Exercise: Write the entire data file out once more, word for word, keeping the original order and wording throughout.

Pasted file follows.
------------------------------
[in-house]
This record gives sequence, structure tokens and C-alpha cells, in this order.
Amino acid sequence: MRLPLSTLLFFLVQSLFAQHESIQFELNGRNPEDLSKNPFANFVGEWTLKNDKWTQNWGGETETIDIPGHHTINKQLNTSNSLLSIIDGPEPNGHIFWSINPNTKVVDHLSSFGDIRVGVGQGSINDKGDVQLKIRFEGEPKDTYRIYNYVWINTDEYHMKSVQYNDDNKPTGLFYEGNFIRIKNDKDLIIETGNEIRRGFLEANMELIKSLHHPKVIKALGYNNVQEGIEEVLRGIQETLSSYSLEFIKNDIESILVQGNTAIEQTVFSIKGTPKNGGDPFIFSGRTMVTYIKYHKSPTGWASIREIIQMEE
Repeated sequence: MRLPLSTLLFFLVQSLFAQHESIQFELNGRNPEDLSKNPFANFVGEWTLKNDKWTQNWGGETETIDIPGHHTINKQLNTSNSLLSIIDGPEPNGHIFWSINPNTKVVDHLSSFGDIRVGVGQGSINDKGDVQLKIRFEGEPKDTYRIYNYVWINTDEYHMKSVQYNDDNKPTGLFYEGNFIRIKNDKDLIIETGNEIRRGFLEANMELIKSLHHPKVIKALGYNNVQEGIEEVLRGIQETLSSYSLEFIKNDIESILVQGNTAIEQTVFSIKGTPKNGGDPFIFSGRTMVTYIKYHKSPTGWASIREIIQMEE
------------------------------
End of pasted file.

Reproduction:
[in-house]
This record gives sequence, structure tokens and C-alpha cells, in this order.
Amino acid sequence: MRLPLSTLLFFLVQSLFAQHESIQFELNGRNPEDLSKNPFANFVGEWTLKNDKWTQNWGGETETIDIPGHHTINKQLNTSNSLLSIIDGPEPNGHIFWSINPNTKVVDHLSSFGDIRVGVGQGSINDKGDVQLKIRFEGEPKDTYRIYNYVWINTDEYHMKSVQYNDDNKPTGLFYEGNFIRIKNDKDLIIETGNEIRRGFLEANMELIKSLHHPKVIKALGYNNVQEGIEEVLRGIQETLSSYSLEFIKNDIESILVQGNTAIEQTVFSIKGTPKNGGDPFIFSGRTMVTYIKYHKSPTGWASIREIIQMEE
Repeated sequence: MRLPLSTLLFFLVQSLFAQHESIQFELNGRNPEDLSKNPFANFVGEWTLKNDKWTQNWGGETETIDIPGHHTINKQLNTSNSLLSIIDGPEPNGHIFWSINPNTKVVDHLSSFGDIRVGVGQGSINDKGDVQLKIRFEGEPKDTYRIYNYVWINTDEYHMKSVQYNDDNKPTGLFYEGNFIRIKNDKDLIIETGNEIRRGFLEANMELIKSLHHPKVIKALGYNNVQEGIEEVLRGIQETLSSYSLEFIKNDIESILVQGNTAIEQTVFSIKGTPKNGGDPFIFSGRTMVTYIKYHKSPTGWASIREIIQMEE